Co-operate more effectively with other departments
The finance function cannot hope to establish and maintain effective compliance management without help from other parts of the organisation.
"With staff collaborating to perform relevant tasks as part of their day-to-day roles, there will be no need for a compliance project and admin team to gather retrospective evidence to show that controls are being met," Hibbert says. "This will drive productivity."
Kenneth Hitchen, a director at Sabio, which provides contact-centre services, warns that conflict sometimes arises between compliance and customerservice teams. The resetting of passwords is one of the top three reasons people contact call centres, for example. He says that, by using the latest technology, it is possible to ensure full compliance while also delivering cost-effective customer service.
 Focus on managing data
One key to effective compliance management is the ability to produce data in the correct format when regulators demand it. To achieve that, it is important to ensure that the material is being retained, stored and, where appropriate, destroyed in line with the regulatory guidance, according to Tracey Stretton, a legal consultant at Kroll Ontrack, which provides data recovery, e-disclosure and computer forensics products and services.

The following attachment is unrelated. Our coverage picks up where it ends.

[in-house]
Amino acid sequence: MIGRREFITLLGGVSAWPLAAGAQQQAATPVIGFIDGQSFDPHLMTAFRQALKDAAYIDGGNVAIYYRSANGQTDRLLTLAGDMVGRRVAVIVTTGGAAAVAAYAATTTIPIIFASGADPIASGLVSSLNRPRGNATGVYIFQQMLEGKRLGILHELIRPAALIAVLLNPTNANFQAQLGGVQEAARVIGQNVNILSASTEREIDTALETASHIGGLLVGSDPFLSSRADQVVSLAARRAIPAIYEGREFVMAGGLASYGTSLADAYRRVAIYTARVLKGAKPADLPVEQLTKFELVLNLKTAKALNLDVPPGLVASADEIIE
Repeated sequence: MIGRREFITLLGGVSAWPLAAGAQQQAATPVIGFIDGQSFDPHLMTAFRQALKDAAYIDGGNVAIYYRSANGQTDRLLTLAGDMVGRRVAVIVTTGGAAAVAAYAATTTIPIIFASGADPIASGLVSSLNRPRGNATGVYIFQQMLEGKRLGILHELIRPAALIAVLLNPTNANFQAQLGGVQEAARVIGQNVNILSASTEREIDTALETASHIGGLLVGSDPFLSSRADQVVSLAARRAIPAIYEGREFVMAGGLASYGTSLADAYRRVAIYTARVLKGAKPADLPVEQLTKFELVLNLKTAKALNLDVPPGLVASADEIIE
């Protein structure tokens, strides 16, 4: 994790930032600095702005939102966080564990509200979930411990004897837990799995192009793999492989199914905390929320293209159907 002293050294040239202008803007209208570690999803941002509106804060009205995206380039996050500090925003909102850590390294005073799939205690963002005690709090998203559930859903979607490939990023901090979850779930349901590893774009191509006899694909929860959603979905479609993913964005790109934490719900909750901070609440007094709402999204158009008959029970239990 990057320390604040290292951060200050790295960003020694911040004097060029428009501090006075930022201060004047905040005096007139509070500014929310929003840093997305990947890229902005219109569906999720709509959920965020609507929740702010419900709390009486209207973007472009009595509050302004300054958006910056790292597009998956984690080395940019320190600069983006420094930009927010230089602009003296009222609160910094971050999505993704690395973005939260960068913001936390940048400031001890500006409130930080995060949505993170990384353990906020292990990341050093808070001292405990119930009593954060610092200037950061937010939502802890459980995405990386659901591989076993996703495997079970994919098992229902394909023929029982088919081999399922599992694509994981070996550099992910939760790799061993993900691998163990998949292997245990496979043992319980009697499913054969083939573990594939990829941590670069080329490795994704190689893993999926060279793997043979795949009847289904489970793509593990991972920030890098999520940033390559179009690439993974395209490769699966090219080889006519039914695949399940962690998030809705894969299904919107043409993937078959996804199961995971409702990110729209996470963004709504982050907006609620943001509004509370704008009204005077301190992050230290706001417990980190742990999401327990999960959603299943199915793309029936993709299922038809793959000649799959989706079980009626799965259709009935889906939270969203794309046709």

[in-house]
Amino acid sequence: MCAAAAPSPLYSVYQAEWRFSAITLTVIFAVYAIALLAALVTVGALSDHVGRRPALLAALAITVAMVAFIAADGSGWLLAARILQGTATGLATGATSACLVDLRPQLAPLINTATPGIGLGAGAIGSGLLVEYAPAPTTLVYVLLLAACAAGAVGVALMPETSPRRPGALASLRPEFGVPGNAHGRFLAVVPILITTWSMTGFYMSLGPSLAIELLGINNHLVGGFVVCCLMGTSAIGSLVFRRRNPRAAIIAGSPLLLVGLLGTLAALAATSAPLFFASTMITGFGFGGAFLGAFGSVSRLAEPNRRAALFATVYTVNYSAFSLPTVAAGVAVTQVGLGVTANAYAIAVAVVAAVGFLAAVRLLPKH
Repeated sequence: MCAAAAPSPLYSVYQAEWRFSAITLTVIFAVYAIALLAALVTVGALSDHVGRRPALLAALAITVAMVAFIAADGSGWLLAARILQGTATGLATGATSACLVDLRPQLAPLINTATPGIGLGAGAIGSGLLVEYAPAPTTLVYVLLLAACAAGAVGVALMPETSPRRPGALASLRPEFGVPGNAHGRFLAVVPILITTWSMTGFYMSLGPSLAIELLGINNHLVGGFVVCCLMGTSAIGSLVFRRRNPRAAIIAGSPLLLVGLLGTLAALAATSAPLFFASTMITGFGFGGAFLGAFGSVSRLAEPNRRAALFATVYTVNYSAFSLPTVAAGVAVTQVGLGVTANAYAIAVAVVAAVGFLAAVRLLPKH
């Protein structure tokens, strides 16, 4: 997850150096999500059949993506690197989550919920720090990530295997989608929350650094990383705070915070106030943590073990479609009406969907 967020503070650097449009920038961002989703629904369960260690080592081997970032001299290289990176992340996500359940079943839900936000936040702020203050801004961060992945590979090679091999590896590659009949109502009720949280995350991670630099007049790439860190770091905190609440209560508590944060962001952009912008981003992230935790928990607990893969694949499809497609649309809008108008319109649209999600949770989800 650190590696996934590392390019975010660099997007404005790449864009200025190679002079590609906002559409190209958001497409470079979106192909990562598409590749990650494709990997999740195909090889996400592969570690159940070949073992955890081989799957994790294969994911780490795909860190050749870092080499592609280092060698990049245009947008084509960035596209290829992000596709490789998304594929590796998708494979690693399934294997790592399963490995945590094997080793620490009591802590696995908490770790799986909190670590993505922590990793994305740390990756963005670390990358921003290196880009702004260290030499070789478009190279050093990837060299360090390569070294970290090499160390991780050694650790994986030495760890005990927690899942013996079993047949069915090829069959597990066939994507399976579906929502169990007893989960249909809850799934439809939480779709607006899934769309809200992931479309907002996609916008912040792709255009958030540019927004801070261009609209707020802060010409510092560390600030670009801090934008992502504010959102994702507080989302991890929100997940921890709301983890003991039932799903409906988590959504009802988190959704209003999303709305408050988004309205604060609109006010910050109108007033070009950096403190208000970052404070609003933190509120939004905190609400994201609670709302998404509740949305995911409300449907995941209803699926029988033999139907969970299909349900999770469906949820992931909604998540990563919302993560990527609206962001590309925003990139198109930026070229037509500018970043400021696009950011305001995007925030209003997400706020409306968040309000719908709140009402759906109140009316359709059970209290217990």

"In fact", she says, "data gathered and viewed using the appropriate technology provides a rich opportunity to check on regulated corporate conduct."
Stretton adds; "Technology such as predictive coding is often used by companies and their advisers to review and analyse emails from key individuals in high-risk business units or countries to check on compliance with laws on competition and bribery."
 Ensure that your invoicing is compliant
Compliance management needs to start close to home. Firms that trade in more than one country must be able to provide a full history of invoices, tax filings and audits to the relevant government agencies, observes Alex Kleiner, EMEA general manager at Coupa, which provides cloud-based financial applications. "It is now possible for invoices to be emailed directly to and from suppliers and auto-saved in secure PDF files to be preserved for compliance," he says.
 Regularly monitor performance on compliance
To ensure that compliance management is more than a mere box-ticking exercise, it's important to set thresholds for action and delegate monitoring duties, according to Kann, who stresses that the key risk indicators that a firm should have defined are vital.
"Compliance managers must define ranges that show whether a given metric is heading in the right direction or entering dangerous territory," he says. "Then the team should set specific thresholds that indicate when to alert stakeholders. To do this effectively, compliance teams need to rely on key partners to help them monitor those risks and metrics. For example, the procurement department can provide access to the third-party database for subcontractor due diligence."
Illustration by Eve Lloyd Knight
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|Title Annotation:||dialogue with Richard Hibbert|
|Publication:||Financial Management (UK)|
|Date:||Feb 1, 2015|